Requirements elaboration

Last edited time
Mar 19, 2024 12:28 PM
1 case

Case 1. Complicated technical standard. IEC 61513 Nuclear power plants – Instrumentation and control important to safety – General requirements for systems

Inputs: IEC 61513 Nuclear power plants – Instrumentation and control important to safety – General requirements for systems.

Model parameters:

  1. GPT 4
  2. Temperature 0


  1. Analysis of standard
  2. General description of standard
  3. Elaboration of native requirements
  4. Preparation of elaborated requirements
  5. Assignment unique ID to each requirement

For the prompt preparation CO-STAR Framework has been utilized.

Breaking Down the CO-STAR Framework

C — Context — Sets the stage for the interaction, providing background information or the scenario in which the request is made.

O — Objective — Defines what the prompt aims to achieve, specifying the goal or the desired output from the language model.

S — Style — Specifies the desired writing or response style, guiding how the content should be presented or articulated.

T — Tone — Indicates the emotional character or attitude of the response, shaping how the message is emotionally conveyed.

A — Audience — Defines the intended audience or reader of the content, influencing the language, complexity, and approach of the response.

R — Response Format — Describes how the response should be structured, determining the organization and presentation of the content.

Plan preparation

Initially, LLM was tasked with drafting a standard analysis plan for requirements elaboration. This plan was subsequently refined by an expert in requirement management, along with a technical expert familiar with IEC 61513 standards.

Final plan is presented in App.1.

Objective was declared:

We have standard IEC 61513, necessary to decompose it to requirements and group them by categories based on IEC 61513 standard content clause by clause, applicable for the nuclear Instrumentation and control design process, result will be read by instrumentation and control expert, requirements will be used for the basic design of instrumentation and control for nuclear power plant construction.

IEC 61513 standard description and purpose.

In the second step, LLM was tasked with conducting a full standard analysis and providing a general description and purpose. This description helped LLM better understand the environments it was working in. A technical expert familiar with IEC 61513 standard assessed the results.

Result presented in App 2.

Native requirements preparation

For the test case was decided to use one section of IEC 61513 “ Defence against CCF “

Text of section is presented App.3.

For the native requirements extraction we used context of general description and purpose and particular section of IEC 61513 and following prompt:

Break down Standard into clauses. Divide the standard into paragraphs, each referred to as a clause. Retain the original content, ensuring it matches the original standard text exactly, and assign each clause an ID. Compile a list of all the clauses with their corresponding numbers and titles. This process aims to structure the original text for easier referencing of requirements.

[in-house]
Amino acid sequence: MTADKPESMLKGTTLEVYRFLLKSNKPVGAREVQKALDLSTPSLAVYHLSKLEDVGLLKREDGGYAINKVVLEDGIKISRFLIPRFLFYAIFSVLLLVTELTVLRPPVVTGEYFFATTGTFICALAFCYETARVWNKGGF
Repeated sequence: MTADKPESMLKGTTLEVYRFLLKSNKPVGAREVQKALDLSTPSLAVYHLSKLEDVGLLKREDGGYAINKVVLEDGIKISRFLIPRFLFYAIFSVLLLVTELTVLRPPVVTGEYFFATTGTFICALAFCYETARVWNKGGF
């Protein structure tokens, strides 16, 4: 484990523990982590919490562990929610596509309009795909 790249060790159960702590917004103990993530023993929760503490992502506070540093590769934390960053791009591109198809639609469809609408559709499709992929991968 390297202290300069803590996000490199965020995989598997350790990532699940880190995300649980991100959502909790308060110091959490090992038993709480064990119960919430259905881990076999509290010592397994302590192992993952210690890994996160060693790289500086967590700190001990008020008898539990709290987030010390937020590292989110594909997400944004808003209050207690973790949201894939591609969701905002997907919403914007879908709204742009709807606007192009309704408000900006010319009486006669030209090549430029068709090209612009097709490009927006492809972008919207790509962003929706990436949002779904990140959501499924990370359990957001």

As a result we received native requirements.

Extracted native requirements are equal to original standard text, titles and IDs for each requirement are provided.

Elaborated Requirements

As a final step we asked LLM to provide elaborated requirements from native requirements.

For assessment of results we utilized following criteria:

  1. Atomicity: This refers to the requirement being indivisible or unable to be further divided. Each requirement should address a specific aspect of the system or product being developed, and should not encompass multiple distinct functionalities. Atomic requirements help in better understanding, management, and tracking throughout the development process.
  2. Consistency: Consistency ensures that there are no contradictions or conflicts among the requirements. All requirements should align with each other and with the overall goals and objectives of the project. Inconsistent requirements can lead to confusion, inefficiencies, and potentially costly rework during the development process.
  3. Correctness: Correctness emphasizes the accuracy and precision of the requirements. Each requirement should accurately reflect the needs and expectations of the stakeholders, and should be technically feasible and achievable within the constraints of the project. Incorrect requirements can lead to misunderstandings, errors, and ultimately, project failure.
  4. Unambiguity: Unambiguity refers to the clarity and lack of ambiguity in the requirements. Each requirement should be clearly defined and free from any vague or ambiguous language that could lead to different interpretations. Ambiguous requirements can result in misunderstandings, delays, and disagreements among stakeholders, impacting the overall success of the project.